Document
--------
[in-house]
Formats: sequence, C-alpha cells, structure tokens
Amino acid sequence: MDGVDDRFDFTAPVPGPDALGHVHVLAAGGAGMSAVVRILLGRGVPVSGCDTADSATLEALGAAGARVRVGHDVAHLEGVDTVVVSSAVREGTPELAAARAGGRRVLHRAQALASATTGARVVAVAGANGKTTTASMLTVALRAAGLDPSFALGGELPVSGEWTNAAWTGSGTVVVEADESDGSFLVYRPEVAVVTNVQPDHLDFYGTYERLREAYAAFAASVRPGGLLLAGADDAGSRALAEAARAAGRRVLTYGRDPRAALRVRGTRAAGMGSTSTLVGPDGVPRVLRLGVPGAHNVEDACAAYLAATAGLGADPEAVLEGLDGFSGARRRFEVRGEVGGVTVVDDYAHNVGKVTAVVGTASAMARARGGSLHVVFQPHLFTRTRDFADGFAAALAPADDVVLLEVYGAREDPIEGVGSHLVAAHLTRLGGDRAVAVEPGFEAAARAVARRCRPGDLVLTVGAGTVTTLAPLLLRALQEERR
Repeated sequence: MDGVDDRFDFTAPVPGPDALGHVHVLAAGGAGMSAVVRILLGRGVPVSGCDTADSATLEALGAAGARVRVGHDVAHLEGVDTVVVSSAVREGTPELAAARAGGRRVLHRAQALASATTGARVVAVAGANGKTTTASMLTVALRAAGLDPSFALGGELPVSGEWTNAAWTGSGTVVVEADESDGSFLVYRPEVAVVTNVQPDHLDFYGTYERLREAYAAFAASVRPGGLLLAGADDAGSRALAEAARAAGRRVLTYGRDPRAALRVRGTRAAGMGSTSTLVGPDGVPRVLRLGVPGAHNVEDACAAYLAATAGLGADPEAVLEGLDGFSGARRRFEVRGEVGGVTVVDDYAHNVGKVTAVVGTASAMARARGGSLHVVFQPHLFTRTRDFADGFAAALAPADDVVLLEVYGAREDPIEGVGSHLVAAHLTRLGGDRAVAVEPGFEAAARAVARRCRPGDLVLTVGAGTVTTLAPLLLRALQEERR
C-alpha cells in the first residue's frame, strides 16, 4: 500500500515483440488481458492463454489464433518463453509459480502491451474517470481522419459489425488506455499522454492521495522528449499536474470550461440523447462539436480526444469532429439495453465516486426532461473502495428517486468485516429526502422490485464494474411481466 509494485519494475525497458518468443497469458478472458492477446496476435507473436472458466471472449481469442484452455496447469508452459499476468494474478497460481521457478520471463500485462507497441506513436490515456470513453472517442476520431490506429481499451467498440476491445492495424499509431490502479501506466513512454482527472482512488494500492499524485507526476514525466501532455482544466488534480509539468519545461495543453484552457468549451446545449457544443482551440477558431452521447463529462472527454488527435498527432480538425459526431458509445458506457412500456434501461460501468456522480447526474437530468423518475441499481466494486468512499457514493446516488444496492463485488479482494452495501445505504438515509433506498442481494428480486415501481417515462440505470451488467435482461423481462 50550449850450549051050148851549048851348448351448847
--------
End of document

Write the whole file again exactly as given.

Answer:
[in-house]
Formats: sequence, C-alpha cells, structure tokens
Amino acid sequence: MDGVDDRFDFTAPVPGPDALGHVHVLAAGGAGMSAVVRILLGRGVPVSGCDTADSATLEALGAAGARVRVGHDVAHLEGVDTVVVSSAVREGTPELAAARAGGRRVLHRAQALASATTGARVVAVAGANGKTTTASMLTVALRAAGLDPSFALGGELPVSGEWTNAAWTGSGTVVVEADESDGSFLVYRPEVAVVTNVQPDHLDFYGTYERLREAYAAFAASVRPGGLLLAGADDAGSRALAEAARAAGRRVLTYGRDPRAALRVRGTRAAGMGSTSTLVGPDGVPRVLRLGVPGAHNVEDACAAYLAATAGLGADPEAVLEGLDGFSGARRRFEVRGEVGGVTVVDDYAHNVGKVTAVVGTASAMARARGGSLHVVFQPHLFTRTRDFADGFAAALAPADDVVLLEVYGAREDPIEGVGSHLVAAHLTRLGGDRAVAVEPGFEAAARAVARRCRPGDLVLTVGAGTVTTLAPLLLRALQEERR
Repeated sequence: MDGVDDRFDFTAPVPGPDALGHVHVLAAGGAGMSAVVRILLGRGVPVSGCDTADSATLEALGAAGARVRVGHDVAHLEGVDTVVVSSAVREGTPELAAARAGGRRVLHRAQALASATTGARVVAVAGANGKTTTASMLTVALRAAGLDPSFALGGELPVSGEWTNAAWTGSGTVVVEADESDGSFLVYRPEVAVVTNVQPDHLDFYGTYERLREAYAAFAASVRPGGLLLAGADDAGSRALAEAARAAGRRVLTYGRDPRAALRVRGTRAAGMGSTSTLVGPDGVPRVLRLGVPGAHNVEDACAAYLAATAGLGADPEAVLEGLDGFSGARRRFEVRGEVGGVTVVDDYAHNVGKVTAVVGTASAMARARGGSLHVVFQPHLFTRTRDFADGFAAALAPADDVVLLEVYGAREDPIEGVGSHLVAAHLTRLGGDRAVAVEPGFEAAARAVARRCRPGDLVLTVGAGTVTTLAPLLLRALQEERR
C-alpha cells in the first residue's frame, strides 16, 4: 500500500515483440488481458492463454489464433518463453509459480502491451474517470481522419459489425488506455499522454492521495522528449499536474470550461440523447462539436480526444469532429439495453465516486426532461473502495428517486468485516429526502422490485464494474411481466 509494485519494475525497458518468443497469458478472458492477446496476435507473436472458466471472449481469442484452455496447469508452459499476468494474478497460481521457478520471463500485462507497441506513436490515456470513453472517442476520431490506429481499451467498440476491445492495424499509431490502479501506466513512454482527472482512488494500492499524485507526476514525466501532455482544466488534480509539468519545461495543453484552457468549451446545449457544443482551440477558431452521447463529462472527454488527435498527432480538425459526431458509445458506457412500456434501461460501468456522480447526474437530468423518475441499481466494486468512499457514493446516488444496492463485488479482494452495501445505504438515509433506498442481494428480486415501481417515462440505470451488467435482461423481462 50550449850450549051050148851549048851348448351448847